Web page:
Top 3 Famous Radiographers And Radiologists And How Their Contributions Have Shaped The Industry

Friday, November 16 2018

Now a core function in most hospital and healthcare practices, radiology and radiography may not be dubbed as revolutionary by the modern patient or even practitioner. Be it an X-Ray, a CT scan or an MRI, medical imaging has become commonplace in the diagnosis and treatment of a plethora of illnesses and injuries.

Yet, if it weren’t for ground-breaking discoveries and developments of the last century, a profession we are so heavily reliant on today would simply not exist. For the millions of lives saved from this practice, we have the contribution of those who devoted their lives to advancing the capabilities of medical imaging to thank.

Now, as technological advancements continue to push the boundaries of what can be achieved through radiography, we’re flicking through the history books to celebrate the industry-shaping contributions of the top 3 radiographers and radiologists of all time.


November the 8th marked the 120th anniversary of Wilhelm Roentgen’s discovery of the X-ray, a momentous achievement that would change the face of physics and medicine. In the seven weeks following his accidental discovery, the German physics professor spent every minute of his day in the lab at the University of Würzburg, experimenting with cathode rays (later recognized as electrons) and exploring the potential that they could have in capturing a closer, never-before-seen image of the human body.

Within only a year, the application of X-rays to diagnosis and therapy had become an established part of medical practice, with the first radiology department opening in a Glasgow hospital on the back of this new methodology.


Born on November 7th 1867, Marie Curie was not only the first woman to win a Nobel Prize, she was the first person to win twice: of course, for an individual whose achievements include the development of the theory of radioactivity and the discovery of two elements, recognition is to be expected.

Following Roentgen’s X-ray breakthrough, Curie began to investigate uranium rays as a possible field of research for her thesis. Combining her knowledge with that of her husband, a professor of Physics, the Curie’s built on the work of Roentgen with the discovery of a new chemical element: polonium. By December 1998, the Curies had discovered another: radium. While her husband’s life was cut short in 1906, Marie Curie continued the work they had started, founding the Curie Institute in Paris, a specialised medical institute that continues to play a key role in radioactivity research today.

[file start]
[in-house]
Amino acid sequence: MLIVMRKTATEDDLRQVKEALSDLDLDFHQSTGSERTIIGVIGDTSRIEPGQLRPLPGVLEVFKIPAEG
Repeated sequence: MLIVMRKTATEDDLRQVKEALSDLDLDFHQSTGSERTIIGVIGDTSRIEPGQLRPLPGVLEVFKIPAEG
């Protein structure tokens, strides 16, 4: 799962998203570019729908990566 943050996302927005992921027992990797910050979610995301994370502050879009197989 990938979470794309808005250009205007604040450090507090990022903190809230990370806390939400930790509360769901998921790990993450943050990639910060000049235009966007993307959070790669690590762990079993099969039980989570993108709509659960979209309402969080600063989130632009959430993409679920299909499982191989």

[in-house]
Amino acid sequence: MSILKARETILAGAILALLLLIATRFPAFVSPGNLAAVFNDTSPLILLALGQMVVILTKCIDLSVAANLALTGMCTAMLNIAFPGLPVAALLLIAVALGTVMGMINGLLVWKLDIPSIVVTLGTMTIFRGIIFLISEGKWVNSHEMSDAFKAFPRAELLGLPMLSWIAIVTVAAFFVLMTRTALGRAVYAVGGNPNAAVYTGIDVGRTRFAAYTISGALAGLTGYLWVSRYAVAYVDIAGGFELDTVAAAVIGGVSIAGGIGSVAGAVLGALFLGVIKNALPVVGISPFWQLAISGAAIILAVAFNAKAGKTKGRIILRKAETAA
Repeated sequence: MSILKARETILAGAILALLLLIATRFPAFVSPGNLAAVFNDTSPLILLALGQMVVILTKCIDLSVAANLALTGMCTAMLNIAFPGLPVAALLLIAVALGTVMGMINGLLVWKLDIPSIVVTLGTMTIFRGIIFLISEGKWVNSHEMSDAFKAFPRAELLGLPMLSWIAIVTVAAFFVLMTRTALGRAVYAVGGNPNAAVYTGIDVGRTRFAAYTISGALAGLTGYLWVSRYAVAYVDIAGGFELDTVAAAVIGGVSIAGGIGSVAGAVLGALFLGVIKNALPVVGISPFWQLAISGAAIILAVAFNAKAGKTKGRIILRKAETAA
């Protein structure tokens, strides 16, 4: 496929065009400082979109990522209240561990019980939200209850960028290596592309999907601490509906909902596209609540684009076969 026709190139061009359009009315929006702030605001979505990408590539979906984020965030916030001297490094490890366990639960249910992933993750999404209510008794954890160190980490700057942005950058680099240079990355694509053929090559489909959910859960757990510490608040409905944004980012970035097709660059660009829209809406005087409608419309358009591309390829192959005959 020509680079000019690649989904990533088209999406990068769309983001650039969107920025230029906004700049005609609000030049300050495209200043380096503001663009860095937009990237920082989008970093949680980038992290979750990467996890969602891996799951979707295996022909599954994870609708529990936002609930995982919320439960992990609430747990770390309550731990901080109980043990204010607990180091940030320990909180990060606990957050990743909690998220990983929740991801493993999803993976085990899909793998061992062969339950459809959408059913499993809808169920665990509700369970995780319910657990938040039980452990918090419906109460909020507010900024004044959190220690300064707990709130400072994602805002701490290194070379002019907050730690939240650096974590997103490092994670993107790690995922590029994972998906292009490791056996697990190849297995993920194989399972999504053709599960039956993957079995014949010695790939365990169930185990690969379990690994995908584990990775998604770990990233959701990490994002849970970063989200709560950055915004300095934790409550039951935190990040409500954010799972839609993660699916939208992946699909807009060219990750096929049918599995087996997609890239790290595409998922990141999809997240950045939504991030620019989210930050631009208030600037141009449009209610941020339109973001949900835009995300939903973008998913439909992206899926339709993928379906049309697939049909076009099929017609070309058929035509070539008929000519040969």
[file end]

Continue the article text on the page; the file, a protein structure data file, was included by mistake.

When war broke out several years later, Marie Curie championed the development of mobile radiography units which she herself drove to the front lines to ensure field hospitals were fully equipped with the cutting-edge tools they needed during World War One. Marie Curie’s legacy can not be overstated; it is her contributions to the industry that have fuelled the science of radioactivity and changed the world of medicine.


Known as the “father of MRI”, Raymond Vahan Damadian can proudly take responsibility for one of the great medical breakthroughs of the 20th century – the invention of the MRI machine.

It was the American physician’s research into sodium and potassium in living cells that led him to experimentation with nuclear magnetic resonance (NMR): before long, Damadian was investigating the potential of NMR in detecting tumours and actively seeking ways in which radio waves and magnetic fields could be used in everyday practice. By 1969, he had proposed the first MRI full body scanner and only ten years later, the first commercial MRI machine was built off the back of his research.

Today, MRI scans are one of the most commonly prescribed imaging tests; they are regularly used to diagnose brain injuries, blocked blood vessels, tumours and much more. Perhaps unsurprisingly, Damadian received a Lifetime Achievement Award in 2001 for his contribution to the field of medical science.

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